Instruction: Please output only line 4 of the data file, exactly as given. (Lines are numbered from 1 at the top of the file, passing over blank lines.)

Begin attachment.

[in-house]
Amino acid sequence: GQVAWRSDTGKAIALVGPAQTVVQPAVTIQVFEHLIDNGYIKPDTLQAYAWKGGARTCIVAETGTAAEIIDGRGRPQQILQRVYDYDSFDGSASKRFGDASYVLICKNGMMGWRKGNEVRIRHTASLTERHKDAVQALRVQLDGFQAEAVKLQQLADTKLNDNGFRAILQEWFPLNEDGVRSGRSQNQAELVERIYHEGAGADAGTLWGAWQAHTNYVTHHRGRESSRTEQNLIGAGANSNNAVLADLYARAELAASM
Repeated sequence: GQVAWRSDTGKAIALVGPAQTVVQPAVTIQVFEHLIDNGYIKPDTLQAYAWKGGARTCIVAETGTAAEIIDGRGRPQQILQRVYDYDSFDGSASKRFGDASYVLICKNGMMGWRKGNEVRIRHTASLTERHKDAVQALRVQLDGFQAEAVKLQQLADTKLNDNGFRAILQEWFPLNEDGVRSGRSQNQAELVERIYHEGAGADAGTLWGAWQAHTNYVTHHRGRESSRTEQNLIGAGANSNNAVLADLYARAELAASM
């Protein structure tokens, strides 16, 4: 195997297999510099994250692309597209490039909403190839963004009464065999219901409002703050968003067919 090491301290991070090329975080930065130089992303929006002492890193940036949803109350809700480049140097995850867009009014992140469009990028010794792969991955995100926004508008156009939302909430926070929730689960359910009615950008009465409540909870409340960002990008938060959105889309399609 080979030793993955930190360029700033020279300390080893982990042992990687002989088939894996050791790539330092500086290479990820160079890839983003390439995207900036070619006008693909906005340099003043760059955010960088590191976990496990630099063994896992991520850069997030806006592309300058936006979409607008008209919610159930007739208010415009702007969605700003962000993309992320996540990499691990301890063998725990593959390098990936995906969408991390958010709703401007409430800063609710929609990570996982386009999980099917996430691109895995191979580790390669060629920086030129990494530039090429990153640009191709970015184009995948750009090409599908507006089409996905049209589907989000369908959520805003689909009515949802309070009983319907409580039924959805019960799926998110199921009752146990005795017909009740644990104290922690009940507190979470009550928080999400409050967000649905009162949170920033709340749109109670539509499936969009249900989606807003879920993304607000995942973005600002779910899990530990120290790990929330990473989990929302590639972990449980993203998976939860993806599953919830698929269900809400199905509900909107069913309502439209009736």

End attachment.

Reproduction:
């Protein structure tokens, strides 16, 4: 195997297999510099994250692309597209490039909403190839963004009464065999219901409002703050968003067919 090491301290991070090329975080930065130089992303929006002492890193940036949803109350809700480049140097995850867009009014992140469009990028010794792969991955995100926004508008156009939302909430926070929730689960359910009615950008009465409540909870409340960002990008938060959105889309399609 080979030793993955930190360029700033020279300390080893982990042992990687002989088939894996050791790539330092500086290479990820160079890839983003390439995207900036070619006008693909906005340099003043760059955010960088590191976990496990630099063994896992991520850069997030806006592309300058936006979409607008008209919610159930007739208010415009702007969605700003962000993309992320996540990499691990301890063998725990593959390098990936995906969408991390958010709703401007409430800063609710929609990570996982386009999980099917996430691109895995191979580790390669060629920086030129990494530039090429990153640009191709970015184009995948750009090409599908507006089409996905049209589907989000369908959520805003689909009515949802309070009983319907409580039924959805019960799926998110199921009752146990005795017909009740644990104290922690009940507190979470009550928080999400409050967000649905009162949170920033709340749109109670539509499936969009249900989606807003879920993304607000995942973005600002779910899990530990120290790990929330990473989990929302590639972990449980993203998976939860993806599953919830698929269900809400199905509900909107069913309502439209009736």